It's not hard to figure out where the fresh lava has closed the road in Kalapana. White arrows lead over the smooth ('pahoehoe') sections of oily-black crust. But the going gets tricky when looking for where the red-hot lava is surfacing on any given day. Many people bring flashlights and head out at night in search of the glowing rivers of lava.
Several hundred homes have been torched and buried since the Pu'u O'o flows began more than two decades ago, but lady luck smiles on some buildings, leaving them marooned in a sea of black rock.
A few miles from the current hot spot is Kalapana Bay, which was filled with lava, but is now showing new growth. Some palms were planted by locals, speeding up the natural process, but Mother Nature is also doing the job on her own, as ohia trees and ferns are sprouting toward the sun. New land and life is appearing at ocean's edge.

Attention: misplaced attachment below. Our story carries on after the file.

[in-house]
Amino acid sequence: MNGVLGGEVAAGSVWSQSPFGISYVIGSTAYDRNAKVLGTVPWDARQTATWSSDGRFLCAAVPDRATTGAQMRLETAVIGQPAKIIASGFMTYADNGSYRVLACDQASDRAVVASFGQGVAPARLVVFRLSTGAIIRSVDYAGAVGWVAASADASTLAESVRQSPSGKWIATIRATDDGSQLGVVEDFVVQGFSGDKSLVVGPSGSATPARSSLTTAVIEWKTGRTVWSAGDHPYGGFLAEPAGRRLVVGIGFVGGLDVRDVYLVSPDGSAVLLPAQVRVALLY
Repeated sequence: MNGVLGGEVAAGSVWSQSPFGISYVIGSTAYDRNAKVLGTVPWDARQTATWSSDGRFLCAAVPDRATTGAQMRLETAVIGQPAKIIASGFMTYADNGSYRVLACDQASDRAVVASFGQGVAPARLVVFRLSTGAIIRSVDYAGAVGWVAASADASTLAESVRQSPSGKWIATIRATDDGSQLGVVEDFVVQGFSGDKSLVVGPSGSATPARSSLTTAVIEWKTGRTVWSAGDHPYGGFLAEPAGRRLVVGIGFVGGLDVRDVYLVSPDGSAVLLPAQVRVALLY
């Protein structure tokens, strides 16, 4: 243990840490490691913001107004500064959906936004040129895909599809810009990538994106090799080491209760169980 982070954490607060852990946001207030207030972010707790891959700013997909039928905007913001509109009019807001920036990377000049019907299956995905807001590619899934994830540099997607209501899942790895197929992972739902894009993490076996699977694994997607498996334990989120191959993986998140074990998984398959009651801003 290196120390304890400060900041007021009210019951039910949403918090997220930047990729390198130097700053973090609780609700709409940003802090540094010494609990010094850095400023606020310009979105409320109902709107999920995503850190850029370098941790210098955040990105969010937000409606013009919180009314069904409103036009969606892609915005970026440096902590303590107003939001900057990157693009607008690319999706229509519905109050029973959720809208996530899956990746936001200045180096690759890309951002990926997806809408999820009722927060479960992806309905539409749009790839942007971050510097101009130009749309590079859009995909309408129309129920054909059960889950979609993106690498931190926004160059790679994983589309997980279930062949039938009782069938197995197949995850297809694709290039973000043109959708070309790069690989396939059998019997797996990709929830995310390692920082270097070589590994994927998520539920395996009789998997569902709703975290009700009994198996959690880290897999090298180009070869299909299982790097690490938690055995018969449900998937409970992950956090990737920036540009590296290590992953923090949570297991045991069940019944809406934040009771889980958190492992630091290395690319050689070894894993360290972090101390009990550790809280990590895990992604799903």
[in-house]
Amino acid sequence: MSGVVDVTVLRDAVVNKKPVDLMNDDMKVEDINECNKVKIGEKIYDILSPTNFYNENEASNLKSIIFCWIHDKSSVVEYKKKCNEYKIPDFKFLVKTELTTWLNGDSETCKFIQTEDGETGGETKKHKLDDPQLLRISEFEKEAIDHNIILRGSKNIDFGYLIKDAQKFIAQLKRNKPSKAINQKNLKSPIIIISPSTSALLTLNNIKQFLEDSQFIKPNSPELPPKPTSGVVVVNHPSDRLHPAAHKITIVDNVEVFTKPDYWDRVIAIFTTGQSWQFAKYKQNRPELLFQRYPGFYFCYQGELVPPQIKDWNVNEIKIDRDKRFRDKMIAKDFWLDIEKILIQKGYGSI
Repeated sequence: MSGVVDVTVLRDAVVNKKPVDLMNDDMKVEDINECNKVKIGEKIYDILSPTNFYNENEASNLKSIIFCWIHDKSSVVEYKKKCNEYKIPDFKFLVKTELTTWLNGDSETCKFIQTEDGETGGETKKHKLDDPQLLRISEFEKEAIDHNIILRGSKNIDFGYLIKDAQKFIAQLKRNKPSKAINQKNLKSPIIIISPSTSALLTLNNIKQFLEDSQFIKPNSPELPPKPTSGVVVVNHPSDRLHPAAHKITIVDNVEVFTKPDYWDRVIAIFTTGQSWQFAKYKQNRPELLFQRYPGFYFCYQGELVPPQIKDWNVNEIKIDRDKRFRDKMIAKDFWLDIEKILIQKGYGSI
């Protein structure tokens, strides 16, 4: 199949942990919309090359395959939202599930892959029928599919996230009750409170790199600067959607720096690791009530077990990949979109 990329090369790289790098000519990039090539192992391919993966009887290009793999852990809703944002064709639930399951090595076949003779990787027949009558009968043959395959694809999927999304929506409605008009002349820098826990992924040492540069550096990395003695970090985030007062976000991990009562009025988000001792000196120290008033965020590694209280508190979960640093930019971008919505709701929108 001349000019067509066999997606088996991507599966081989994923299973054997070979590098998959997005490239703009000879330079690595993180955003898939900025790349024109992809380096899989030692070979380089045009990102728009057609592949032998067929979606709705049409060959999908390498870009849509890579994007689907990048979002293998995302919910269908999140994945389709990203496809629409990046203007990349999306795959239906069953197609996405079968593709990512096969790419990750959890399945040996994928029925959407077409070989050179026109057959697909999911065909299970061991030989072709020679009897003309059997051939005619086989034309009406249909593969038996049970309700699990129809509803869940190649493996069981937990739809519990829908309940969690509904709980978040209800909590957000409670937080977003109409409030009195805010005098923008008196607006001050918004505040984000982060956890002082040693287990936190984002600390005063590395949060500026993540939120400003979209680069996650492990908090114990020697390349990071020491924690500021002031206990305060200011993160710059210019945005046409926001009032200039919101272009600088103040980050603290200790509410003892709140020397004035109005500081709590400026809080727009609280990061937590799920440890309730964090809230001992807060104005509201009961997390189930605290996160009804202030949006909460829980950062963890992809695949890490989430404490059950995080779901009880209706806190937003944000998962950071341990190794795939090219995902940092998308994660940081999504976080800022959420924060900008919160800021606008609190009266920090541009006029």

Wave action is pulverizing lava, mixing it with coral and gradually mixing with new organic materials to make soil. Hawaii the Big Island Trailblazer has details on where to go to see today's Eden--as well as safety tips and advice.